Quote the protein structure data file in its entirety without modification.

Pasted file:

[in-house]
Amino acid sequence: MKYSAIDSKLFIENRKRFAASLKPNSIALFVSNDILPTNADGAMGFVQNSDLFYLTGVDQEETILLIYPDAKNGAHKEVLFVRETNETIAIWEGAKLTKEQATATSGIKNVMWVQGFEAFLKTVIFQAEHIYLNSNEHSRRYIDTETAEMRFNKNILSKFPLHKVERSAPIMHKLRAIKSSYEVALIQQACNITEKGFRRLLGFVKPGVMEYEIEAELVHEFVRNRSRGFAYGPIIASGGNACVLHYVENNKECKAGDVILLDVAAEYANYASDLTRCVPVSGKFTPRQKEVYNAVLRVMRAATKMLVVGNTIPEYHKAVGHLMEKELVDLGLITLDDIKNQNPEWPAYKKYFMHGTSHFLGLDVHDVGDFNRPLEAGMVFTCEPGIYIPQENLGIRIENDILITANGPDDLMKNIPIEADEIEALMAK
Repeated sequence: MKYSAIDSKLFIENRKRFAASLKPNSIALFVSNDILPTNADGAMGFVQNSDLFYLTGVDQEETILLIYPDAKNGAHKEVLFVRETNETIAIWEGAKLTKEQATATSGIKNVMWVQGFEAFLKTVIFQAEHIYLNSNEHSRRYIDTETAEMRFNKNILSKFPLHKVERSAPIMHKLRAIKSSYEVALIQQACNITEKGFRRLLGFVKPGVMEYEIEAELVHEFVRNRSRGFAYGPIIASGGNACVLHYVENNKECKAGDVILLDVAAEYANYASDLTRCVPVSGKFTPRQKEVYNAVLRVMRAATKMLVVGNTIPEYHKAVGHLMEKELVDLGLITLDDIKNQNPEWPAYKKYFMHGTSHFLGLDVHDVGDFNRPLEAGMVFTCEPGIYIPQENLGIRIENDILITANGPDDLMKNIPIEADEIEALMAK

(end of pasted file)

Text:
[in-house]
Amino acid sequence: MKYSAIDSKLFIENRKRFAASLKPNSIALFVSNDILPTNADGAMGFVQNSDLFYLTGVDQEETILLIYPDAKNGAHKEVLFVRETNETIAIWEGAKLTKEQATATSGIKNVMWVQGFEAFLKTVIFQAEHIYLNSNEHSRRYIDTETAEMRFNKNILSKFPLHKVERSAPIMHKLRAIKSSYEVALIQQACNITEKGFRRLLGFVKPGVMEYEIEAELVHEFVRNRSRGFAYGPIIASGGNACVLHYVENNKECKAGDVILLDVAAEYANYASDLTRCVPVSGKFTPRQKEVYNAVLRVMRAATKMLVVGNTIPEYHKAVGHLMEKELVDLGLITLDDIKNQNPEWPAYKKYFMHGTSHFLGLDVHDVGDFNRPLEAGMVFTCEPGIYIPQENLGIRIENDILITANGPDDLMKNIPIEADEIEALMAK
Repeated sequence: MKYSAIDSKLFIENRKRFAASLKPNSIALFVSNDILPTNADGAMGFVQNSDLFYLTGVDQEETILLIYPDAKNGAHKEVLFVRETNETIAIWEGAKLTKEQATATSGIKNVMWVQGFEAFLKTVIFQAEHIYLNSNEHSRRYIDTETAEMRFNKNILSKFPLHKVERSAPIMHKLRAIKSSYEVALIQQACNITEKGFRRLLGFVKPGVMEYEIEAELVHEFVRNRSRGFAYGPIIASGGNACVLHYVENNKECKAGDVILLDVAAEYANYASDLTRCVPVSGKFTPRQKEVYNAVLRVMRAATKMLVVGNTIPEYHKAVGHLMEKELVDLGLITLDDIKNQNPEWPAYKKYFMHGTSHFLGLDVHDVGDFNRPLEAGMVFTCEPGIYIPQENLGIRIENDILITANGPDDLMKNIPIEADEIEALMAK